Consolidator  

Reassure acquisition sees Phoenix’s profits jump

Reassure acquisition sees Phoenix’s profits jump

Phoenix Group saw its operating profit jump to £1.2bn last year, up from £810m in 2019, which it partly put down to its acquisition of the ReAssure businesses.

Phoenix’s full year results for the period ended December 31, 2020, published this morning (March 8), showed the firm also raised its cash generation target following the Reassure acquisition, which completed in July 2020.

The group originally had a target of £3.8bn for the five-year period 2019 to 2023 but this was increased by £2.7bn to £6.5bn, of which £700m was achieved in 2019 with a further £1.7bn delivered in 2020.

The company has now set a 2021-23 cash generation target of £4.4bn, an increase of £300m, which it said was “primarily due to new business and over-delivery of management actions”.

It was first announced in December 2019 that Phoenix would buy ReAssure Group, a life insurance closed book consolidator, from Swiss Re making it Europe’s largest life and pensions consolidator.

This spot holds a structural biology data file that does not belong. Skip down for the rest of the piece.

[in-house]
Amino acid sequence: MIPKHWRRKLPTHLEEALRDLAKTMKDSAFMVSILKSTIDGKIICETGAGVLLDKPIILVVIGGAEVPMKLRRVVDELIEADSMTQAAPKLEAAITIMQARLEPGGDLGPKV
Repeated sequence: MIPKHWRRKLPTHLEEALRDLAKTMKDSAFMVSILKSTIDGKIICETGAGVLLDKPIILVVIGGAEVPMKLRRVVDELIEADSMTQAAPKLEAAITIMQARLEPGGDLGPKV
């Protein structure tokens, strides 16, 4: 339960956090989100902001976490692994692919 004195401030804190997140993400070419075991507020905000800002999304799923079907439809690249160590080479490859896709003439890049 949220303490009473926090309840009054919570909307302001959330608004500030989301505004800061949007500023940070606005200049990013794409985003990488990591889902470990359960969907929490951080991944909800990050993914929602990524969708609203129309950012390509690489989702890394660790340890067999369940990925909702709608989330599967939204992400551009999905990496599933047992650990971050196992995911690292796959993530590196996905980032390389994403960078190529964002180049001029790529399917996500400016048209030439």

However, since then ReAssure has been the subject of hundreds of complaints at the Financial Ombudsman Service after advisers bemoaned increasingly poor levels of service.

Advisers said it was primarily legacy Legal and General policies – initially sold to Swiss Re in 2017 and then to Phoenix in July 2020 – that it struggled to manage properly.

They claimed the consolidator was “ill-equipped” and “under-resourced” to deal with its growing administration book.

Phoenix has pledged to “ensure that customer service for the transferring customers meets our internal standards”. 

In 2018, ReAssure carried out an internal thematic review and set aside £8m to cover costs related to some of its paid-up policies

A further £9m has now been set aside for voluntary redress to customers of certain legacy products.

Meanwhile, the firm saw assets under administration rise 36 per cent to £338bn.

This increase was largely driven by the ReAssure acquisition, net inflows from the UK open business, and positive market movements, Phoenix said.

Phoenix’s business is split into two segments, heritage and open. 

The heritage segment comprises products that are no longer actively marketed to clients and has been built through the consolidation of more than 100 legacy insurance brands.

The open business manufactures and underwrites new products and policies, which are actively marketed to new and existing customers primarily under the Standard Life brand. 

Last month, Phoenix acquired the 'Standard Life' brand from Standard Life Aberdeen for an undisclosed sum as the firms moved to extend their strategic partnership.

amy.austin@ft.com

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